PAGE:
38)
  The law in many parts of the world increasingly restricts the discharge of agricultural slurry into watercourses. The simplest and often the most economically sound practice returns the material to the land as semisolìd manure or as sprayed slurry. This dilutes its concentration in the environment to what might have occurred in a more primitive and sustainable type of agriculture and converts pollutant into fertilizer. Soil microorganisms decompose the organic components of sewage and slurry and most of the mineral nutrients become available to be absorbed again by the vegetation. The excess input of nutrients, bòth nitrogen and phosphorus - based, from agricultural runoff (and human sewage) has caused many ‘healthy’ oligotrophic lakes (low nutrient concentrations, low plant productivity with abundant water weeds, and clear water) to change to eutrophic condition where high nutrient inputs lead to high phytoplankton productivity (sometimes dominated by bloom-forming toxic species). This makes the water turbid, eliminates large plants and, in the worst situatìons, leads to anoxia and fish kills; so called cultural eutrophication. Thus, important ecosystem services are lost, including the provisioning service of wild-caught fish and the cultural services associated with recreation. The process of cultural eutrophication of lakes has been understood for some time. But only recently did scientists notice huge ‘dead zones’ in the oceans near river outlets, particularly those draining large catchment areas such as the Mississippi in North America and the Yangtze in China. The nutrient-enriched water flows through streams, rivers and lakes, and eventually to the estuary and ocean where the ecological impact may be huge, killìng virtually all invertebrates and fish in areas up to 70,000 km’ in extent. More than 150 sea areas worldwide are now regularly starved of oxygen as a result of decomposition of algal blooms, fuelled particularly by nitrogen from agricultural runoff of fertilizers and sewage from large cities. Oceanic dead zones are typically associated with industrialized nations and usually lie off countries that subsidize their agriculture, encouraging farmers to increase productivity and use more fertilizer. The passage refers to the conversion of “pollutant to fertilizer”. What is pollutant and what ìs fertilizer in this context ? A Decomposed organic component of slurry is pollutant and microorganisms in soil constitute fertilizer. B Discharged agricultural slurry is pollutant and decomposed slurry in soil is fertilizer. C Sprayed slurry is pollutant and watercourse is fertilizer. D None of the above expressions is correct in this context.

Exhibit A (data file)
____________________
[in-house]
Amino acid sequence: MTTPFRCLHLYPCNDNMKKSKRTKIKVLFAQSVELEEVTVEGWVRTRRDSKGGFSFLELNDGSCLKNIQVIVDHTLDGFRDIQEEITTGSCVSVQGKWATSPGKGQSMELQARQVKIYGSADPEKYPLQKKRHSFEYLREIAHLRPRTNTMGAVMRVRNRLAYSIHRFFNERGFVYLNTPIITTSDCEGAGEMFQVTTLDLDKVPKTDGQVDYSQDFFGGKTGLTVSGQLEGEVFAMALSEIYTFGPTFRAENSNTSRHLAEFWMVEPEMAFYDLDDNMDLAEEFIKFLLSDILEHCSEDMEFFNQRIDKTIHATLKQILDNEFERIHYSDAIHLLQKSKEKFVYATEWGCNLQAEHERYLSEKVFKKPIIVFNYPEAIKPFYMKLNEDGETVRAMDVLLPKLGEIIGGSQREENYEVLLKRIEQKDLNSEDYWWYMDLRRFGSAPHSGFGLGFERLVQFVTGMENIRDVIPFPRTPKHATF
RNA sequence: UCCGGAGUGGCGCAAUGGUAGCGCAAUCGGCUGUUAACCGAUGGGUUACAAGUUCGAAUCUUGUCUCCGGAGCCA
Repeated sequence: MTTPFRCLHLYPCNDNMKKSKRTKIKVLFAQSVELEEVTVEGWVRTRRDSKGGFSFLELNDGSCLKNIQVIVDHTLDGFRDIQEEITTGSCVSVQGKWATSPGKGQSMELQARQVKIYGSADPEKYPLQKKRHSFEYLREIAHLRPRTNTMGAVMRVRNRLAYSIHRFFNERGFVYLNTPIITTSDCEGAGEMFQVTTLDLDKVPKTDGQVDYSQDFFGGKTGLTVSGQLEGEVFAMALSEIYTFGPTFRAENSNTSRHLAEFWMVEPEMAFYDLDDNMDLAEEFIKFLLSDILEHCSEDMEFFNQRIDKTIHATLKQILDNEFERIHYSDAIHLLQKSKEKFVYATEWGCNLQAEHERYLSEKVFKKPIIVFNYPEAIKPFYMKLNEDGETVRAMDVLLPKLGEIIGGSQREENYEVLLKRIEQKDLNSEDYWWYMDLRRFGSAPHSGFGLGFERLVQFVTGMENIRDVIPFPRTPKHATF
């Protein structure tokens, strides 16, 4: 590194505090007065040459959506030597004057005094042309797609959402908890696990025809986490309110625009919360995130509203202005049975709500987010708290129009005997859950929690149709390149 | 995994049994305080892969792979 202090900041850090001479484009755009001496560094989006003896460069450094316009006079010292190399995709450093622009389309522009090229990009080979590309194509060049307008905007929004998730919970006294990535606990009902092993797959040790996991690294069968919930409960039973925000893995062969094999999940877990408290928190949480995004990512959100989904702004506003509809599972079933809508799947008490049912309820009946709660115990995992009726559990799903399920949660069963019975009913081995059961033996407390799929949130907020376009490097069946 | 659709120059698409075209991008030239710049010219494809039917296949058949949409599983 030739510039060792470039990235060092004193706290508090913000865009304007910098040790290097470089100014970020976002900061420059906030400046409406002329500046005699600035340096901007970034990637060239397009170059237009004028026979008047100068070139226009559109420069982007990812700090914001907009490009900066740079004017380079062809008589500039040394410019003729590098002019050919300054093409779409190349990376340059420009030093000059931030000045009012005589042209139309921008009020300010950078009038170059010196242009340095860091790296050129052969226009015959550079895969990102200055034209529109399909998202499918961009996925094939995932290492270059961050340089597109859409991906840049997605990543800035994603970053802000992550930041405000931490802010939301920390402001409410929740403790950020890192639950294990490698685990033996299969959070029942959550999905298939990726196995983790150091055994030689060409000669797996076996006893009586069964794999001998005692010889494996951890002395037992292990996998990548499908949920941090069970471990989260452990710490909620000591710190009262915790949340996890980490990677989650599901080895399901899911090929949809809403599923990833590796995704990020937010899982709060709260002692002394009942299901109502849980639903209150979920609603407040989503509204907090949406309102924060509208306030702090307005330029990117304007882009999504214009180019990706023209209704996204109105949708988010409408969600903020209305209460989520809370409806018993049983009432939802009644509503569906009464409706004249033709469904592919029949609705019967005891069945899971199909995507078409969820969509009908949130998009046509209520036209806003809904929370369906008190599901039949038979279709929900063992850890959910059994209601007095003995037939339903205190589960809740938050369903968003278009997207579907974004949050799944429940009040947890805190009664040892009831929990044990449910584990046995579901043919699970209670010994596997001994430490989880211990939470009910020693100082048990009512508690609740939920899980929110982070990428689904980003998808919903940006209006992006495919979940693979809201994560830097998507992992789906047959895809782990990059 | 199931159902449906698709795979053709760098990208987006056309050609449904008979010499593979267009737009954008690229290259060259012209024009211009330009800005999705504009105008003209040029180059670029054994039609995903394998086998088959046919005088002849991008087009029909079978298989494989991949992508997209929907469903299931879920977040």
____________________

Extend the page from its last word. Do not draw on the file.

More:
39)